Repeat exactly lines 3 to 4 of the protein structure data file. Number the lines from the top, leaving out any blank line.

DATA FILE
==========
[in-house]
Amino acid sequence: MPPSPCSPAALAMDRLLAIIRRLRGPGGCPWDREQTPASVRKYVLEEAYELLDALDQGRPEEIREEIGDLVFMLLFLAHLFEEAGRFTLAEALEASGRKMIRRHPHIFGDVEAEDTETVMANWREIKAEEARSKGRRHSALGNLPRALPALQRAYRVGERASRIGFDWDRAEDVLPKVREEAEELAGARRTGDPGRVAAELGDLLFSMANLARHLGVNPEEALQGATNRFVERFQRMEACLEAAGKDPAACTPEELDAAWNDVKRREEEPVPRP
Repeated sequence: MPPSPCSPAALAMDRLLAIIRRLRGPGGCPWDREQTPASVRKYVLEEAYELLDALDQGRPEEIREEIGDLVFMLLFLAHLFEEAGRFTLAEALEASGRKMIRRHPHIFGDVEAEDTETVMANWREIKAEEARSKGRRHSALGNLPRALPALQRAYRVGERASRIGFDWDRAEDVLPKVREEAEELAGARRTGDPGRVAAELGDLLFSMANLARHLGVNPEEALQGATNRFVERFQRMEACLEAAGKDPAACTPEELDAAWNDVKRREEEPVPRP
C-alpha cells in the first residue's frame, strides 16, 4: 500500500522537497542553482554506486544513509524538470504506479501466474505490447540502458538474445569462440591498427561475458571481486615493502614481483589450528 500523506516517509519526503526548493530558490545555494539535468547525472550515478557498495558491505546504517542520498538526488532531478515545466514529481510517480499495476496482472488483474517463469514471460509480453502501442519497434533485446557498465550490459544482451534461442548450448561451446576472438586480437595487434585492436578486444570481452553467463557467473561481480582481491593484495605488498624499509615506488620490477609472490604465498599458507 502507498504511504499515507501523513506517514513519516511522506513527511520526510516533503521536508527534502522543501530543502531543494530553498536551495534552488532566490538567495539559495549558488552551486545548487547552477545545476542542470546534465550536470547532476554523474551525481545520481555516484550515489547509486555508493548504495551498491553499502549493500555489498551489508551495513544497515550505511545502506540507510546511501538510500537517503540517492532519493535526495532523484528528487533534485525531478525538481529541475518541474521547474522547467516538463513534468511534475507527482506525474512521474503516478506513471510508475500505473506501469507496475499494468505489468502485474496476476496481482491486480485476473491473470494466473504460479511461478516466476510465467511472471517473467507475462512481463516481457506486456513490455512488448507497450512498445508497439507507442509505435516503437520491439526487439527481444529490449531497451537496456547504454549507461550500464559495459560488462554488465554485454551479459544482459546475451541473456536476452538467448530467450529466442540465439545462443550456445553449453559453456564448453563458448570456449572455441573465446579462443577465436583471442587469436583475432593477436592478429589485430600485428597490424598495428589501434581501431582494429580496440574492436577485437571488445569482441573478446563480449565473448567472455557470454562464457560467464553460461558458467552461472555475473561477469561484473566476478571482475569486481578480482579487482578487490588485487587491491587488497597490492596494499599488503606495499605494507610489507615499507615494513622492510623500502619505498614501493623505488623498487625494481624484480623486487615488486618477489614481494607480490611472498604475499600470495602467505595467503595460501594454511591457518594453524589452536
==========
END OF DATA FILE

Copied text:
Repeated sequence: MPPSPCSPAALAMDRLLAIIRRLRGPGGCPWDREQTPASVRKYVLEEAYELLDALDQGRPEEIREEIGDLVFMLLFLAHLFEEAGRFTLAEALEASGRKMIRRHPHIFGDVEAEDTETVMANWREIKAEEARSKGRRHSALGNLPRALPALQRAYRVGERASRIGFDWDRAEDVLPKVREEAEELAGARRTGDPGRVAAELGDLLFSMANLARHLGVNPEEALQGATNRFVERFQRMEACLEAAGKDPAACTPEELDAAWNDVKRREEEPVPRP
C-alpha cells in the first residue's frame, strides 16, 4: 500500500522537497542553482554506486544513509524538470504506479501466474505490447540502458538474445569462440591498427561475458571481486615493502614481483589450528 500523506516517509519526503526548493530558490545555494539535468547525472550515478557498495558491505546504517542520498538526488532531478515545466514529481510517480499495476496482472488483474517463469514471460509480453502501442519497434533485446557498465550490459544482451534461442548450448561451446576472438586480437595487434585492436578486444570481452553467463557467473561481480582481491593484495605488498624499509615506488620490477609472490604465498599458507 502507498504511504499515507501523513506517514513519516511522506513527511520526510516533503521536508527534502522543501530543502531543494530553498536551495534552488532566490538567495539559495549558488552551486545548487547552477545545476542542470546534465550536470547532476554523474551525481545520481555516484550515489547509486555508493548504495551498491553499502549493500555489498551489508551495513544497515550505511545502506540507510546511501538510500537517503540517492532519493535526495532523484528528487533534485525531478525538481529541475518541474521547474522547467516538463513534468511534475507527482506525474512521474503516478506513471510508475500505473506501469507496475499494468505489468502485474496476476496481482491486480485476473491473470494466473504460479511461478516466476510465467511472471517473467507475462512481463516481457506486456513490455512488448507497450512498445508497439507507442509505435516503437520491439526487439527481444529490449531497451537496456547504454549507461550500464559495459560488462554488465554485454551479459544482459546475451541473456536476452538467448530467450529466442540465439545462443550456445553449453559453456564448453563458448570456449572455441573465446579462443577465436583471442587469436583475432593477436592478429589485430600485428597490424598495428589501434581501431582494429580496440574492436577485437571488445569482441573478446563480449565473448567472455557470454562464457560467464553460461558458467552461472555475473561477469561484473566476478571482475569486481578480482579487482578487490588485487587491491587488497597490492596494499599488503606495499605494507610489507615499507615494513622492510623500502619505498614501493623505488623498487625494481624484480623486487615488486618477489614481494607480490611472498604475499600470495602467505595467503595460501594454511591457518594453524589452536